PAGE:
[Source: Ford]

Continue reading 2012 Ford Focus EV to use liquid-cooled lithium-polymer battery

2012 Ford Focus EV to use liquid-cooled lithium-polymer battery originally appeared on Autoblog on Sat, 04 Sep 2010 13:41:00 EST. Please see our terms for use of feeds.

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Nissan announces Leaf rollout plans, 8-year battery warranty

Filed under: Hatchback, Nissan, Electric

Nissan Leaf EV – Click above for high-res image gallery

At the Plug-in 2010 Conference in San Jose, CA today, Nissan North America’s executive vice president, Carlos Tavares, announced that the Leaf’s battery pack will be covered by an eight-year/100,000-mile warranty – exactly what Chevrolet is offering on the Volt pack. He said that feedback from people interested in the Leaf was important in setting these levels, so that explains why Leaf hand-raisers received email surveys about the topic recently.

For what it’s worth, the official Leaf battery warranty is what about half of AutoblogGreen readers voted for in our unscientific poll on the topic. Almost 45 percent said the eight-year/100,000-mile level was good for electric vehicles, while a few more thought 10-years/150,000 miles was the preferred level.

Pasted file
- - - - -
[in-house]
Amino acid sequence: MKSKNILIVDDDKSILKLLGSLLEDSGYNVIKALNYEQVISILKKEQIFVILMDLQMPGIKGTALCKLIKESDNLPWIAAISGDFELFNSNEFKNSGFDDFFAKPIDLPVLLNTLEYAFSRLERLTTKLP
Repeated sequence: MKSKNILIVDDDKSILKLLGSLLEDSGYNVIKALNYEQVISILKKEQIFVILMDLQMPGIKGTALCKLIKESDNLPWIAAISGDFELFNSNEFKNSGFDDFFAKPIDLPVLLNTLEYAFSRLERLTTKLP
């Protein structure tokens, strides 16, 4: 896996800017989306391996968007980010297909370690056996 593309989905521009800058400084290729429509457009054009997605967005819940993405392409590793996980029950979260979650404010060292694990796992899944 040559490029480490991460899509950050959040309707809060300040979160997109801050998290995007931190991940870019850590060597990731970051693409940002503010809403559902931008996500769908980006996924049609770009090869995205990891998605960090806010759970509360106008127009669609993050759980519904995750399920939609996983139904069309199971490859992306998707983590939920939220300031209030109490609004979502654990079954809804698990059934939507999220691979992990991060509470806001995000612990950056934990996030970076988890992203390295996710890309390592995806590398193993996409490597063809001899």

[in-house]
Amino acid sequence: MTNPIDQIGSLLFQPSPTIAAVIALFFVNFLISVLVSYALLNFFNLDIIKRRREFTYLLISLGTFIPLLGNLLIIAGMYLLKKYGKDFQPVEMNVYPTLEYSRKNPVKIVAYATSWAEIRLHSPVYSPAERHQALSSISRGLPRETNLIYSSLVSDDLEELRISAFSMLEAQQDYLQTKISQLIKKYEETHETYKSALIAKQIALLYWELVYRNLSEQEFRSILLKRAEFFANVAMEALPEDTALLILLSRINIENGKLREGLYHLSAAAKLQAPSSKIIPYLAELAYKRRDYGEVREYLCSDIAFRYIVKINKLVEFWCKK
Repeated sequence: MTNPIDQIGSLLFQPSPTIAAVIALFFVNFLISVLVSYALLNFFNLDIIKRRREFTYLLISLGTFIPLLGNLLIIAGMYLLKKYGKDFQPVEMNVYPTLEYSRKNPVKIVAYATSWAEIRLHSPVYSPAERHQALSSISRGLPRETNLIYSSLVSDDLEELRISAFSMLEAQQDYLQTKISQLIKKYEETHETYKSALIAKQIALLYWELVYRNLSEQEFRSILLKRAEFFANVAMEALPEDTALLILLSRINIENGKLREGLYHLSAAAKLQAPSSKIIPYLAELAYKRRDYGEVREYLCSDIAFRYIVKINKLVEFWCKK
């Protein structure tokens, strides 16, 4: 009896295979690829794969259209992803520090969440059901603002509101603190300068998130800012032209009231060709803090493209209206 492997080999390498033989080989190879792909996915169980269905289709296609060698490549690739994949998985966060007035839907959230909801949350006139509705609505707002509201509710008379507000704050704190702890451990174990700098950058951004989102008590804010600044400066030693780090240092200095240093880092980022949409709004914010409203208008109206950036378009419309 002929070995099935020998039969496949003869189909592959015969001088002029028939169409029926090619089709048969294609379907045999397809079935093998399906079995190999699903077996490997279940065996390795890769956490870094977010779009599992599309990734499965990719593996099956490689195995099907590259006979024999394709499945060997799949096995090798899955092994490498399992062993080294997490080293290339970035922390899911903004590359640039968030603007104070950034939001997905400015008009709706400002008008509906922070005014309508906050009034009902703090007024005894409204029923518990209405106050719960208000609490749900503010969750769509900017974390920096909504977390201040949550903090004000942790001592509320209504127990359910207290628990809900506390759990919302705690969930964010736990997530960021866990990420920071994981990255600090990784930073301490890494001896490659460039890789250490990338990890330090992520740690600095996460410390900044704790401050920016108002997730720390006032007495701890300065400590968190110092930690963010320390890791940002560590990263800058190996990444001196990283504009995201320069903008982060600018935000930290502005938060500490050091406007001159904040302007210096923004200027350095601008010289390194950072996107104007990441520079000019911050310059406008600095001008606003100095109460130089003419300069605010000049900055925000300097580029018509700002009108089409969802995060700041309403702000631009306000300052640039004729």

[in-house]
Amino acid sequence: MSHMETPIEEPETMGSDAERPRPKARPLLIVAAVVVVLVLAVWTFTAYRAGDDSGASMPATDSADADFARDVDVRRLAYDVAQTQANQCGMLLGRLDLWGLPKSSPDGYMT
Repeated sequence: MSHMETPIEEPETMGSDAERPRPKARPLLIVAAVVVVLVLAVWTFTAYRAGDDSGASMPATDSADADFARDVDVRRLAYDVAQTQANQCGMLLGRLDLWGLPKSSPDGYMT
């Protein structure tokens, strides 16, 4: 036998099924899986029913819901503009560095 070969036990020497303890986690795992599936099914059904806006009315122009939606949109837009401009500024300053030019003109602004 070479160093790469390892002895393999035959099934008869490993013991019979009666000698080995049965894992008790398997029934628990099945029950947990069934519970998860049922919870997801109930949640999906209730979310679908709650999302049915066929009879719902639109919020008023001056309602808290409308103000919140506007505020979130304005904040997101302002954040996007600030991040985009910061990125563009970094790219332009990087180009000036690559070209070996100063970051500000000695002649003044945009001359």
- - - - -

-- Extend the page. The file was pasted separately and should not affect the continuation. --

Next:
In other Leaf news, Nissan has also announced its official rollout plans. As we already knew, the electric car will first launch in December, in California, Washington, Oregon, Arizona and Tennessee. Firm orders from these five states, which make up the so-called EV Project, will begin in August.

Following that initial wave, the machine will be sent to Texas and Hawaii in January 2011. Next up will be North Carolina, Florida, Georgia, Washington DC, Virginia, Maryland, South Carolina and Alabama in April 2011. The rest of the nation will see their Leafs beginning in the fall of 2011 with availability in all markets nationwide by the end of that year.

There are plenty more interesting tidbits to glean from Nissan’s press release on the matter, which can be found in its entirety after the break.

Gallery: 2010 Nissan LEAF

[Source: Nissan]

Continue reading Nissan announces Leaf rollout plans, 8-year battery warranty

Nissan announces Leaf rollout plans, 8-year battery warranty originally appeared on Autoblog on Tue, 27 Jul 2010 13:28:00 EST. Please see our terms for use of feeds.